February 2005

Most cargo still not screened

by Jon Surmacz on February 28, 2005

Two years after federal officials described a “gaping loophole” in air cargo security, little has changed in the way packages are handled by shippers who transport goods in the cargo holds of passenger planes. Air travelers still sit a few feet away from cargo holds with contents that haven’t undergone anywhere close to the same level of scrutiny.

The European Union (EU) has adopted new rules that guarantee compensation for airline passengers who are bumped from flights or whose flights are delayed or cancelled. These revised regulations apply to all airlines – scheduled and chartered – flying within the EU as well as all EU airlines flying from non-EU countries to the EU.

A dire turn for airlines

by Jon Surmacz on February 25, 2005

bankrupt1.jpgThe risk of multiple, simultaneous bankruptcies in the U.S. airline industry is growing, according to credit ratings agency Standard & Poor’s, and could be triggered by renewed terrorism, a spike in fuel prices or pension liabilities. Credit analyst Philip Baggaley Thursday warned that “the breadth of credit deterioration” in the airline sector indicates that credit profiles won’t rebound as they did in the 1990s after a similar downturn.

How to survive spring break

by Jon Surmacz on February 25, 2005

After years of planning, Brian Mayers was finally able to escape the pressures of his job with the Anne Arundel County, Md., Fire Department to take a well-deserved break from his three kids. He had arranged for the pet, house, and baby sitters. He and his wife were finally headed to the paradise called Cancun to celebrate an anniversary. But when Mayers landed in the tropical paradise on Mexico’s Yucatan Peninsula, he found he wasn’t alone.

Three weeks before she leaves for vacation, Julie McCarthy’s airline calls her to reschedule her flight to Las Vegas. But when she arrives at the airport, they tell her the flight is oversold and she can’t travel for two more days. She’s promised a refund and a free ticket. But now Spirit Airlines won’t follow through.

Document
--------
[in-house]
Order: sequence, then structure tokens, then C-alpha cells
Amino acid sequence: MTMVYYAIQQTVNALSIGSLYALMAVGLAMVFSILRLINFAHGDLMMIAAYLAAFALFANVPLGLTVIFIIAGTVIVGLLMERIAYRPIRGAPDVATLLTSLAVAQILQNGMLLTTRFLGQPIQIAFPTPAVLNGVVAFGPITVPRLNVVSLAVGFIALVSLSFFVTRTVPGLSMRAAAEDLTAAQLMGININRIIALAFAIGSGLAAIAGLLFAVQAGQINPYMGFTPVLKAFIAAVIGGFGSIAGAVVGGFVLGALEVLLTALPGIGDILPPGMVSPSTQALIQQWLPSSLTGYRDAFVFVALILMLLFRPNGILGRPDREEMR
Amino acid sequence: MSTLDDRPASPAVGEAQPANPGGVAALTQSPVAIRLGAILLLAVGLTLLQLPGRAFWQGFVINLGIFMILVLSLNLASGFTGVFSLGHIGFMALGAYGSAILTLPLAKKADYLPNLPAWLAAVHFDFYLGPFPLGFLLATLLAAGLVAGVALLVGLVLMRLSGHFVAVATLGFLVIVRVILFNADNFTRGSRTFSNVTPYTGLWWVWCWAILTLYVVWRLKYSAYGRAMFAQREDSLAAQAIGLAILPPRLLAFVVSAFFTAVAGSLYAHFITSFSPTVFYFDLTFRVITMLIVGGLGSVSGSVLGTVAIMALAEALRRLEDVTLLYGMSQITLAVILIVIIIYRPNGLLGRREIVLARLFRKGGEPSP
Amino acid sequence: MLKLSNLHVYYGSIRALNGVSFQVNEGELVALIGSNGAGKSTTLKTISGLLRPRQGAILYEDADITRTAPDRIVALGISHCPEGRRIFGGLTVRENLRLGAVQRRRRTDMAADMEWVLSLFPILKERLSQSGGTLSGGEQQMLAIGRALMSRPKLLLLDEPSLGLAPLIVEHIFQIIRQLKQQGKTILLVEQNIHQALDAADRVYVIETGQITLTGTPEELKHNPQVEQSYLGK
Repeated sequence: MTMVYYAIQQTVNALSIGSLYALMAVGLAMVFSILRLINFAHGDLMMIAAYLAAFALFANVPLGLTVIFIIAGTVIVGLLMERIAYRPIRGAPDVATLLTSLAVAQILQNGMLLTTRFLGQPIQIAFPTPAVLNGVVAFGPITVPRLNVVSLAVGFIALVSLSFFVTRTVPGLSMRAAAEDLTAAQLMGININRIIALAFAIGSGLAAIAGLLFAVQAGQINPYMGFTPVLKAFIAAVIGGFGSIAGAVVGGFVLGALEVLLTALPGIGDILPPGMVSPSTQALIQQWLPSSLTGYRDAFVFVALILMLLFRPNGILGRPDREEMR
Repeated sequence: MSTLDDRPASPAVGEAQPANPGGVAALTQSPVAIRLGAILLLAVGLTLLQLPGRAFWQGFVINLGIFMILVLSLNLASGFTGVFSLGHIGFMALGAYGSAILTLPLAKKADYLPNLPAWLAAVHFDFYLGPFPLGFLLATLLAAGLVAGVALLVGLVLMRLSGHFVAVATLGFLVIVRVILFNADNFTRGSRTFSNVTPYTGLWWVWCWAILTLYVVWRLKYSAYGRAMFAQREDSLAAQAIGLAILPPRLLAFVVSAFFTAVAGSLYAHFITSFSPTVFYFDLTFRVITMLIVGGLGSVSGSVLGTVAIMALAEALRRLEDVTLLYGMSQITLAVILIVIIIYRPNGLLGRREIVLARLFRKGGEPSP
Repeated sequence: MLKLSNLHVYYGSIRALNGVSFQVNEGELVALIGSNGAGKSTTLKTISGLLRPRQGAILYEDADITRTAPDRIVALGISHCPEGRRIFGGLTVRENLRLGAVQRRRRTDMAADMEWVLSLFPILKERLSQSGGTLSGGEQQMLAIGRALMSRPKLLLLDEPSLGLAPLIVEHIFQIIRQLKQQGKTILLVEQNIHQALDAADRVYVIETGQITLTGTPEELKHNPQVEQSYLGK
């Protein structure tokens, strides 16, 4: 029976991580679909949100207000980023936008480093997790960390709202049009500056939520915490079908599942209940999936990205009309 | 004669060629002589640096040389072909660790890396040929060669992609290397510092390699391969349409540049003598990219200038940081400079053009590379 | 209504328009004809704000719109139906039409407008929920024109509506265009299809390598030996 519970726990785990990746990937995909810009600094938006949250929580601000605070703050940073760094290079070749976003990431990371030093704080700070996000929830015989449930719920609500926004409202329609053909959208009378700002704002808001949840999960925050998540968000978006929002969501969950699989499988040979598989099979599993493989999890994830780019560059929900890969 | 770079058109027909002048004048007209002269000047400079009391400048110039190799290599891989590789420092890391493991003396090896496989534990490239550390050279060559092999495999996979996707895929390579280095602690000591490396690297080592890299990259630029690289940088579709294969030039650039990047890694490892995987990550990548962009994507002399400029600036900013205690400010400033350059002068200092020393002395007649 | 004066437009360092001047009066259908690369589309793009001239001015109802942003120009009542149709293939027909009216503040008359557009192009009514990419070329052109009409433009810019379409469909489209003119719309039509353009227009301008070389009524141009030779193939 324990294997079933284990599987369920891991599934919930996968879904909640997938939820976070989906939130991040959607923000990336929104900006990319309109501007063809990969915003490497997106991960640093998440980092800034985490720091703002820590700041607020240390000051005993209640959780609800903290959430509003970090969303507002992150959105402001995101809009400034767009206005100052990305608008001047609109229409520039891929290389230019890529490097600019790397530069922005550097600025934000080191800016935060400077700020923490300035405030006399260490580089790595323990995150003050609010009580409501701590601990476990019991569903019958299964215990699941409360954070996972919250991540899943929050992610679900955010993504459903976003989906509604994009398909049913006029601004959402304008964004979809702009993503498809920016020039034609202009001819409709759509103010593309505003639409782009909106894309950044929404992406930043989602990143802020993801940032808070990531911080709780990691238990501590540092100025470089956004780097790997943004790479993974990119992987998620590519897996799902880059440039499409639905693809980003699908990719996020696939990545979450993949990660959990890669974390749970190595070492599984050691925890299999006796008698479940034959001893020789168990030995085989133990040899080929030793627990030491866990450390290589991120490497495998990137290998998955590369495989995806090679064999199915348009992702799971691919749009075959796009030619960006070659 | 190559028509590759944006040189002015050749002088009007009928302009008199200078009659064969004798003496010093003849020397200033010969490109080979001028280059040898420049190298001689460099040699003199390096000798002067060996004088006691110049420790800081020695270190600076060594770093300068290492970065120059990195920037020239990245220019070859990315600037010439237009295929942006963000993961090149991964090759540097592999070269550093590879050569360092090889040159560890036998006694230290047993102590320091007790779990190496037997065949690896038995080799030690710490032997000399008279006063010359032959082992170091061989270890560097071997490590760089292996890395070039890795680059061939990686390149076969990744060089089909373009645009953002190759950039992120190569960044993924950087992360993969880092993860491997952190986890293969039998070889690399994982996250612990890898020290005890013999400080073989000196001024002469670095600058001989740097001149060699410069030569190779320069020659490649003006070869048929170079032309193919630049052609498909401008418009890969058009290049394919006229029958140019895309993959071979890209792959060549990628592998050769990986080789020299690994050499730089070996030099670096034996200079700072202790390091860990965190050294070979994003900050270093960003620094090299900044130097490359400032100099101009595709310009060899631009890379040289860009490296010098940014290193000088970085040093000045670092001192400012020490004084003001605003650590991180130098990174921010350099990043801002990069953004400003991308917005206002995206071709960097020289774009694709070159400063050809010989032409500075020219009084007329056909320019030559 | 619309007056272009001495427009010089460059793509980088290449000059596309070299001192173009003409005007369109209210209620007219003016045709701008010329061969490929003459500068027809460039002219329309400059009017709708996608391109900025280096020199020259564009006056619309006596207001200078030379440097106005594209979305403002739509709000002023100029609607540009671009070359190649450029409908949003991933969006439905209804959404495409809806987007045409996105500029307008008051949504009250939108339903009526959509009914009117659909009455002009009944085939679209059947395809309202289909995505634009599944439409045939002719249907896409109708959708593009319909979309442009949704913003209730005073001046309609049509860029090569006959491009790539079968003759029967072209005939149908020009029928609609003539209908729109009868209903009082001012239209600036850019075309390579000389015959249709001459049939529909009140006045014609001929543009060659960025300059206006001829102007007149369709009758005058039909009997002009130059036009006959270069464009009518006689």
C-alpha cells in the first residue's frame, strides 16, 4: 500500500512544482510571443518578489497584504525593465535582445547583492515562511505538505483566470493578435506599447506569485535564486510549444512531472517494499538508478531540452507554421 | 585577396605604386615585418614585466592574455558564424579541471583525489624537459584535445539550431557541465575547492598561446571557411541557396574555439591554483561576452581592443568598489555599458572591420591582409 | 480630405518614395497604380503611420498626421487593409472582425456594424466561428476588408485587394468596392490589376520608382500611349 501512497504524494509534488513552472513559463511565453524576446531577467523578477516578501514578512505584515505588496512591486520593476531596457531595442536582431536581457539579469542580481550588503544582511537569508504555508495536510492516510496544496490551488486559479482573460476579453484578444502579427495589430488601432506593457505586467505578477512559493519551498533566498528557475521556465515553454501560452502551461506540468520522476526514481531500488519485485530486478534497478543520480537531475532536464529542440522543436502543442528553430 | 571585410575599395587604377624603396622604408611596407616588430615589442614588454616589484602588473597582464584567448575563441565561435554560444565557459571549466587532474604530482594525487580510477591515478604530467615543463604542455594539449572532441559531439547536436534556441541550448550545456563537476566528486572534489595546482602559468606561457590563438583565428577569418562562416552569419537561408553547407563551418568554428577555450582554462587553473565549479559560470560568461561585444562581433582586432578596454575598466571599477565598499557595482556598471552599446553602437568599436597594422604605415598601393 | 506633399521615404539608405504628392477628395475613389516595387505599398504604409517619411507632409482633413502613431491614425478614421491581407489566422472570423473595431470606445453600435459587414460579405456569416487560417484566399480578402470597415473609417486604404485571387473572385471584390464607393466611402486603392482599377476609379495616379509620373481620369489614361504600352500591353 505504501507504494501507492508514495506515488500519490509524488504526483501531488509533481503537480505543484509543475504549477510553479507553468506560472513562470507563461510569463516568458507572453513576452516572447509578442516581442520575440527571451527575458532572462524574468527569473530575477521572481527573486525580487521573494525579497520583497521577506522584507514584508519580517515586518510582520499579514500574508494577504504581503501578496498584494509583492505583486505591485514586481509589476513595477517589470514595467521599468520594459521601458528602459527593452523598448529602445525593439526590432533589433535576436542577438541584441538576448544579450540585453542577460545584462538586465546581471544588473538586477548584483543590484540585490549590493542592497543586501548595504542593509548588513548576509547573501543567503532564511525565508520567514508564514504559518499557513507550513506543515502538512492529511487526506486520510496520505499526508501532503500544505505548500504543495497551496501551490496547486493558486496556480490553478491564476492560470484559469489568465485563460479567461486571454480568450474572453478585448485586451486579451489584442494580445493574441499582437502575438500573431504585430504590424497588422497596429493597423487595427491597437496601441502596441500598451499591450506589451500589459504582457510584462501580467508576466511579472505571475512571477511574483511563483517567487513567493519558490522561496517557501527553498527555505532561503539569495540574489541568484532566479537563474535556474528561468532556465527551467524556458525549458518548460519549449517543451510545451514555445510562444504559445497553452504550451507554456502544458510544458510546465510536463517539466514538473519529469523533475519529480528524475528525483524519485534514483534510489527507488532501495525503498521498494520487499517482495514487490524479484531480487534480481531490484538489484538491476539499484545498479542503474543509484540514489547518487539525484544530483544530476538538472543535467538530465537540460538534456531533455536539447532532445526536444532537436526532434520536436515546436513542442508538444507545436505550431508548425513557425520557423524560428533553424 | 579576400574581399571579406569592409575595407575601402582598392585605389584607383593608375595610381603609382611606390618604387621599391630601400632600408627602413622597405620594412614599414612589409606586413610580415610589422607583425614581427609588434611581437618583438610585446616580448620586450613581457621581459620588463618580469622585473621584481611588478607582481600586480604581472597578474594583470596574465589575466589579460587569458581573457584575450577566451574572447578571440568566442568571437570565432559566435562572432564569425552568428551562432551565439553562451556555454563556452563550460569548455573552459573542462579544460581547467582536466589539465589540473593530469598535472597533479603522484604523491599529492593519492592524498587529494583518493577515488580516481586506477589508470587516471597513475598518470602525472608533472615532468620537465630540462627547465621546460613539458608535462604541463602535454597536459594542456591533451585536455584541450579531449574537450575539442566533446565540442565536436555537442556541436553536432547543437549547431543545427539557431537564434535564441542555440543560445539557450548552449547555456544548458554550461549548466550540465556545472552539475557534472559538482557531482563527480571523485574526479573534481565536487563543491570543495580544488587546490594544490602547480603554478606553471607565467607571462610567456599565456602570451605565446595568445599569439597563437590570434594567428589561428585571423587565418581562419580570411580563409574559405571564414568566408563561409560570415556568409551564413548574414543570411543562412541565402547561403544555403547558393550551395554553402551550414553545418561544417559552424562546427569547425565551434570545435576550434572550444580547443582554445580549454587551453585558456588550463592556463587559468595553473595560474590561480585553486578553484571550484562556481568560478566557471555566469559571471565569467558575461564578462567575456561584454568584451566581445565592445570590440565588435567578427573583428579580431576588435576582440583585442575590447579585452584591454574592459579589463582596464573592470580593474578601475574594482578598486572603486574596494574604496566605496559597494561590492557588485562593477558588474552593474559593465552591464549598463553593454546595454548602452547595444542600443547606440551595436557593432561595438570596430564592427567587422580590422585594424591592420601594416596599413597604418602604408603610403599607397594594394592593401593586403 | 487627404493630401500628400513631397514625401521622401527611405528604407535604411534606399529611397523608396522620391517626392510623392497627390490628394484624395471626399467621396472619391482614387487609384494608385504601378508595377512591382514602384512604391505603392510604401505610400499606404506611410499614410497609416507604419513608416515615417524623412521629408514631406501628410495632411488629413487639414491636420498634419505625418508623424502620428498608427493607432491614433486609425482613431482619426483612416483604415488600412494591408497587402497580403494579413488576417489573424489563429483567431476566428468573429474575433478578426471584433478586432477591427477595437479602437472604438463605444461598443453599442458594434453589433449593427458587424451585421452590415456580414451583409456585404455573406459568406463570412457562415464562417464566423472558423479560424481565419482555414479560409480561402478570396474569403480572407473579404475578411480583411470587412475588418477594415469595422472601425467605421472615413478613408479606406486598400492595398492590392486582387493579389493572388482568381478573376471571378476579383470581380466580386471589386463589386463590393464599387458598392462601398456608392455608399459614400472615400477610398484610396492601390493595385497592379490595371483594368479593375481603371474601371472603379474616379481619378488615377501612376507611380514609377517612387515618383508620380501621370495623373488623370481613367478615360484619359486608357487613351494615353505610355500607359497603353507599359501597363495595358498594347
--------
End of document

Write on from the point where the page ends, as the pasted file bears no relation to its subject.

Amtrak faces bankruptcy

by Jon Surmacz on February 24, 2005

America’s rail network will be forced into bankruptcy under Bush administration proposals that have infuriated many congressmen and passengers. The plan to abolish the $1.2 billion annual federal subsidy for Amtrak, the country’s nationalized rail operator, would kill many of America’s most famous rail routes.

4 passenger disorders

by Terry Riley on February 23, 2005

As a psychologist, travel provides me the opportunity to watch – and wonder at – the behavior of people who are often out of their elements, sometimes out of their time zones and occasionally out of their minds.
A rich and varied assortment of human behavior can be found on display while transiting by air.

Suit: SFO security cheated

by Jon Surmacz on February 23, 2005

The private firm in charge of security at San Francisco International Airport cheated to pass tests aimed at ensuring it could stop terrorists from smuggling weapons onto flights, a former employee contends. The allegations have prompted a federal probe into security at SFO, according to the government.

Bereavement fares are dying

by Jon Surmacz on February 22, 2005

As the airline industry revamps its pricing strategy, carriers are scaling back on discounted last-minute fares to close relatives of the dead and dying. No. 3 Delta Air Lines last month dropped so-called bereavement fares for travel in the 48 contiguous states.

The only survey that matters

by James Wysong on February 22, 2005

What’s the best way to get your airline’s attention? Write a letter? Call? Send an e-mail? No, believe it or not, there’s one effective way to gripe: the in-flight survey. Everything else is just hot air. What you don’t know about these polls might surprise you.